Stay in touch with how the law affects you! Subscribe to our
Tired of unpredictable fees from ad hoc legal services?
Debt collection tips
Contract Law News | September 2016
Getting paid for the goods and services you provide is not always as easy as it should be – here's how to increase your chances
Terms of trade in the contract of sale
Where you provide goods and services of a substantial value to customers under a contract for sale containing terms of trade, ensure that you include the following terms:
- That you can demand a substantial deposit for part payment of the goods before the delivery
- That you can demand payment (or balance of payment) on delivery of the goods or services.
- That the customer provides you with a “security interest” in the goods being delivered. This is particularly useful if goods are not paid for on delivery and you wish to impose a “retention of title” over the goods until you receive payment for the goods. Therefore if your customer becomes insolvent and an external administrator takes possession of your goods (which have not been paid for) then you can claim re-possession of those goods.
At the time of sale
- In order to ensure you have a “security interest” over the unpaid goods you must ensure you have followed the procedure for the perfection of that “security interest” over your goods under the Personal Property Securities Act (Cth) 2009.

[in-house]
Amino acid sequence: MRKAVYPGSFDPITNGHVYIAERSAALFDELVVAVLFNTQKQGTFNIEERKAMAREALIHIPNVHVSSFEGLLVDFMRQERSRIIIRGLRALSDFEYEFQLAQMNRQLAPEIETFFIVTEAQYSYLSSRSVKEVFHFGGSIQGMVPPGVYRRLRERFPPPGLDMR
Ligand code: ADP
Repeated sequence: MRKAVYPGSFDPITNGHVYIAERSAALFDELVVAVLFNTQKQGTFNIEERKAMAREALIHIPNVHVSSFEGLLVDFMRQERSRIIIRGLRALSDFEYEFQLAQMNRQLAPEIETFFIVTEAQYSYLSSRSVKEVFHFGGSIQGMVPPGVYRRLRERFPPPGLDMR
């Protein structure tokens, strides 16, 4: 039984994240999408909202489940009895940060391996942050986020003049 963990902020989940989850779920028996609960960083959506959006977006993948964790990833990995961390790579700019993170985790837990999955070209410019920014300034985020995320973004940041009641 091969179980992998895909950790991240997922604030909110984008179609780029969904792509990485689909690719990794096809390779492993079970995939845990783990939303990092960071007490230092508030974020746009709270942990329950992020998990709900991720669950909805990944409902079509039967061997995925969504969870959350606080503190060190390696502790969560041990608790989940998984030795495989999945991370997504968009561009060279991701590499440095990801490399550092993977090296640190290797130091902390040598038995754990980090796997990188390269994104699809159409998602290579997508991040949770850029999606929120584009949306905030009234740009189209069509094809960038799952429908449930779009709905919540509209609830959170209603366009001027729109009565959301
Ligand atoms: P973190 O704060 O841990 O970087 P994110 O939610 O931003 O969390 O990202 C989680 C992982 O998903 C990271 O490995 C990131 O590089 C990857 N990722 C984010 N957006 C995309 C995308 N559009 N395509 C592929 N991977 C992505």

- If you are able to obtain the bank deposit details of your customer, it may be helpful in the event you need to enforce a court judgement against your customer.
Following up a court judgement
In the event that your customer does not pay for your goods and services then you may be able to commence legal proceedings against the customer and you may obtain a court judgement for the amount due to you. There are a number of options for its enforcement:
- One of the more expedient ways of enforcing a judgement is to “garnish” the bank account of your customer, or to “garnish” the customer’s wages if the customer is employed. In order to garnish a bank account you must have the correct bank account details of the customer. It will be difficult to obtain these details once you have the court judgement – hence our recommendation above to obtain them at the time of sale.
- The alternative forms of enforcing a judgement can be fraught with delays and expense, for example, executing an order for possession by a bailiff or sheriff; issuing a writ for goods to be auctioned; or seeking to wind up a company or bankrupt an individual. The last two options will not directly provide you with the payment you seek.
Forum Law Solicitors, in Sydney’s inner west suburb of Leichhardt, are experienced and well qualified to advise and assist you with pursuing payment for your goods and services and enforcing any court judgement you may obtain, no matter big or small your claim. Call us for a free 30-minute conversation on (02) 9560 3388 or in our friendly and professional office in Leichhardt where parking for clients is free.